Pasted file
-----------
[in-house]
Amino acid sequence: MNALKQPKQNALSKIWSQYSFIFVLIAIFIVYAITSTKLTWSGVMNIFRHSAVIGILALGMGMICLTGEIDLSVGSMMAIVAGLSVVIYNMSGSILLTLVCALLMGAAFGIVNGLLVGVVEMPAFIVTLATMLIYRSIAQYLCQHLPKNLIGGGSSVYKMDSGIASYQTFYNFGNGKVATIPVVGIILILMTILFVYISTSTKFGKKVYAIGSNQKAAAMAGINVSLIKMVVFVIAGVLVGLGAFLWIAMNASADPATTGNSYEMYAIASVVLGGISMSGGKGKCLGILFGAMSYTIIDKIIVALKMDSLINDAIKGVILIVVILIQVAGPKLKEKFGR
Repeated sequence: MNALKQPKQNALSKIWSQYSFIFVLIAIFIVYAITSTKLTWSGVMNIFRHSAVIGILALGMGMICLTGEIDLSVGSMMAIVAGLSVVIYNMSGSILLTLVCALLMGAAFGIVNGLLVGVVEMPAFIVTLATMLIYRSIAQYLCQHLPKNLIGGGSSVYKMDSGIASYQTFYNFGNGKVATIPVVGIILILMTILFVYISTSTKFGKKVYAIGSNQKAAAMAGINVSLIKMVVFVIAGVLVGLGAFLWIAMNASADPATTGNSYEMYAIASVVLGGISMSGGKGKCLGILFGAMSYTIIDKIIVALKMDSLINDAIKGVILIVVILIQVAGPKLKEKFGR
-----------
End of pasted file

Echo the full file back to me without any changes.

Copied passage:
[in-house]
Amino acid sequence: MNALKQPKQNALSKIWSQYSFIFVLIAIFIVYAITSTKLTWSGVMNIFRHSAVIGILALGMGMICLTGEIDLSVGSMMAIVAGLSVVIYNMSGSILLTLVCALLMGAAFGIVNGLLVGVVEMPAFIVTLATMLIYRSIAQYLCQHLPKNLIGGGSSVYKMDSGIASYQTFYNFGNGKVATIPVVGIILILMTILFVYISTSTKFGKKVYAIGSNQKAAAMAGINVSLIKMVVFVIAGVLVGLGAFLWIAMNASADPATTGNSYEMYAIASVVLGGISMSGGKGKCLGILFGAMSYTIIDKIIVALKMDSLINDAIKGVILIVVILIQVAGPKLKEKFGR
Repeated sequence: MNALKQPKQNALSKIWSQYSFIFVLIAIFIVYAITSTKLTWSGVMNIFRHSAVIGILALGMGMICLTGEIDLSVGSMMAIVAGLSVVIYNMSGSILLTLVCALLMGAAFGIVNGLLVGVVEMPAFIVTLATMLIYRSIAQYLCQHLPKNLIGGGSSVYKMDSGIASYQTFYNFGNGKVATIPVVGIILILMTILFVYISTSTKFGKKVYAIGSNQKAAAMAGINVSLIKMVVFVIAGVLVGLGAFLWIAMNASADPATTGNSYEMYAIASVVLGGISMSGGKGKCLGILFGAMSYTIIDKIIVALKMDSLINDAIKGVILIVVILIQVAGPKLKEKFGR